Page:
GP blogger Dr Peter Weaving overcomes his jetlag to share some insights from a recent fact-finding trip to California
I'm back from a whirlwind tour of healthcare in California in the week the American government voted (just) for healthcare reform. My head is spinning with figures, statistics, models and mottos.
The US spends 16% of GDP on a system which provides no healthcare for 16% of its people. We spend 8% and cover 100%. Most healthcare in the US is a scrum between insurers, healthcare plans, hospitals, primary care physicians and patients. The patients have a lot to answer for – they want low cost healthcare but are deeply suspicious of any form of managed healthcare. They reserve the right not only to bear arms but also to have direct access to specialists. The latter being responsible for more deaths than the former – medical accidents causing the equivalent carnage to a jumbo jet crashing every day in the US.
In this melee the average GP has low status, usually works single handed using his own paper records and may not even have a fax machine. His philosophy is to maximise the use of resources for his patients; an aim which is supported by his patients and specialist colleagues.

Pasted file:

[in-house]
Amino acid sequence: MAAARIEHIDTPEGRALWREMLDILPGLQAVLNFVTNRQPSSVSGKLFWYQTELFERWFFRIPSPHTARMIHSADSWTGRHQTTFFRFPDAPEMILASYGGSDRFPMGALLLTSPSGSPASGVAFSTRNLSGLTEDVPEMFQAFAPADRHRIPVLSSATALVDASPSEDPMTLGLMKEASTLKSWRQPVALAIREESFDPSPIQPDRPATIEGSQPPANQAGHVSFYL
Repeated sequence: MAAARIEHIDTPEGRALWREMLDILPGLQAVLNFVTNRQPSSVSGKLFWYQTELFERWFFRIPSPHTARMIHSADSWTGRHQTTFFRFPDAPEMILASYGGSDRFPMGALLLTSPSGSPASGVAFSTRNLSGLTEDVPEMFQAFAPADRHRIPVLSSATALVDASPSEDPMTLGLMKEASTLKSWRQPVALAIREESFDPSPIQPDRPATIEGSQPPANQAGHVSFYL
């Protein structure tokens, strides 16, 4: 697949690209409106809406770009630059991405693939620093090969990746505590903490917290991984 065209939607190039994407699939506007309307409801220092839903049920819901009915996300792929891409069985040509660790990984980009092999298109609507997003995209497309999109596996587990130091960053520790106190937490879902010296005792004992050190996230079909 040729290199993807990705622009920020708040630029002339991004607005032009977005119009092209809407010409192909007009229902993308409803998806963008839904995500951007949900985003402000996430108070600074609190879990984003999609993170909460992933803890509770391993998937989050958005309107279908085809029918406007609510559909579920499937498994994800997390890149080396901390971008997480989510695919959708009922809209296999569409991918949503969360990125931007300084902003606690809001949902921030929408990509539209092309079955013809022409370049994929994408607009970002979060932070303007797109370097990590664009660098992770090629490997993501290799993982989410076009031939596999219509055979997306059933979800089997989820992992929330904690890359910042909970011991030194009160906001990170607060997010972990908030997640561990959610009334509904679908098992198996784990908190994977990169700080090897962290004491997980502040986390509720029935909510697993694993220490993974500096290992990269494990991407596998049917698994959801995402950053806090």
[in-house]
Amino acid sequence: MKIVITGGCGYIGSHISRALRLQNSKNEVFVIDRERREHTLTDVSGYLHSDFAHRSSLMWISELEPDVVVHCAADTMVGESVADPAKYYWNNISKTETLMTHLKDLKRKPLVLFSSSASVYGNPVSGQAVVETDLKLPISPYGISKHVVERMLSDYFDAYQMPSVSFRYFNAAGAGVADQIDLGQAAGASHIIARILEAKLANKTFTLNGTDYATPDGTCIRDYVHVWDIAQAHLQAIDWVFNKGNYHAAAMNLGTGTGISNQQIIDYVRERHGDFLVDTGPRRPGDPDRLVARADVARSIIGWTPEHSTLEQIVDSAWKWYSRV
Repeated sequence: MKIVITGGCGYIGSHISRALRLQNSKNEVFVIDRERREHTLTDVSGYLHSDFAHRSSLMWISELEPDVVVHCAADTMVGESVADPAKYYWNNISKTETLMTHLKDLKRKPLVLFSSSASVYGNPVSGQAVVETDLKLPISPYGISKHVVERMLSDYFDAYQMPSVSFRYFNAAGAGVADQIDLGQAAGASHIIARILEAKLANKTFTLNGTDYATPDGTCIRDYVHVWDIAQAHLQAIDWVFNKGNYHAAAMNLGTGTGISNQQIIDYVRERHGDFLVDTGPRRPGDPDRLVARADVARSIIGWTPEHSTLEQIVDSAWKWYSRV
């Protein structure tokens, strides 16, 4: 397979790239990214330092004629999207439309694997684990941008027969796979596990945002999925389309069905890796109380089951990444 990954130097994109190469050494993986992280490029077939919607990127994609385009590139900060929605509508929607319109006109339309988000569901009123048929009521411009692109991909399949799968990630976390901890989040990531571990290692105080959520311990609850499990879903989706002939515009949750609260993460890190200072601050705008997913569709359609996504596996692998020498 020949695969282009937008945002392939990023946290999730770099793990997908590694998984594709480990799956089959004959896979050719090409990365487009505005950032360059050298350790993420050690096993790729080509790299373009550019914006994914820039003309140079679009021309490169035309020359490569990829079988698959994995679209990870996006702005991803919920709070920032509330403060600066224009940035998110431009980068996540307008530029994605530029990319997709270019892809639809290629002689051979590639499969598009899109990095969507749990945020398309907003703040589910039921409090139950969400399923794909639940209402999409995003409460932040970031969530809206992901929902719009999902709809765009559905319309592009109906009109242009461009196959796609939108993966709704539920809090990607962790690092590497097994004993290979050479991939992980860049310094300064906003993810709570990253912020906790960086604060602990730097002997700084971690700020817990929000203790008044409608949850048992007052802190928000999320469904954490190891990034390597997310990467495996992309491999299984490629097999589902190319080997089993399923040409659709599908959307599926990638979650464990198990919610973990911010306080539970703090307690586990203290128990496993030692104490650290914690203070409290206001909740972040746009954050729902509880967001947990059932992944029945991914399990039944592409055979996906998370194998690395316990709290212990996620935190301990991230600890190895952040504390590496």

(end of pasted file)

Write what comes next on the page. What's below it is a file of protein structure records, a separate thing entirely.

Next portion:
Into this bleak landscape I went as part of an international group lead by Chris Ham, Professor of Health Policy and Management at the University of Birmingham. We were introduced to a radical alternative philosophy – one that originated as a workers' insurance scheme in the 1940s. Now, in its second ascendancy, Kaiser Permanente is lolloping past the entangled competition to score a touchdown in the game of affordable healthcare for the Western world.
How? I'll tell you next time. But you can bet your britches it's gonna be integration and some good ol' clinical leadership.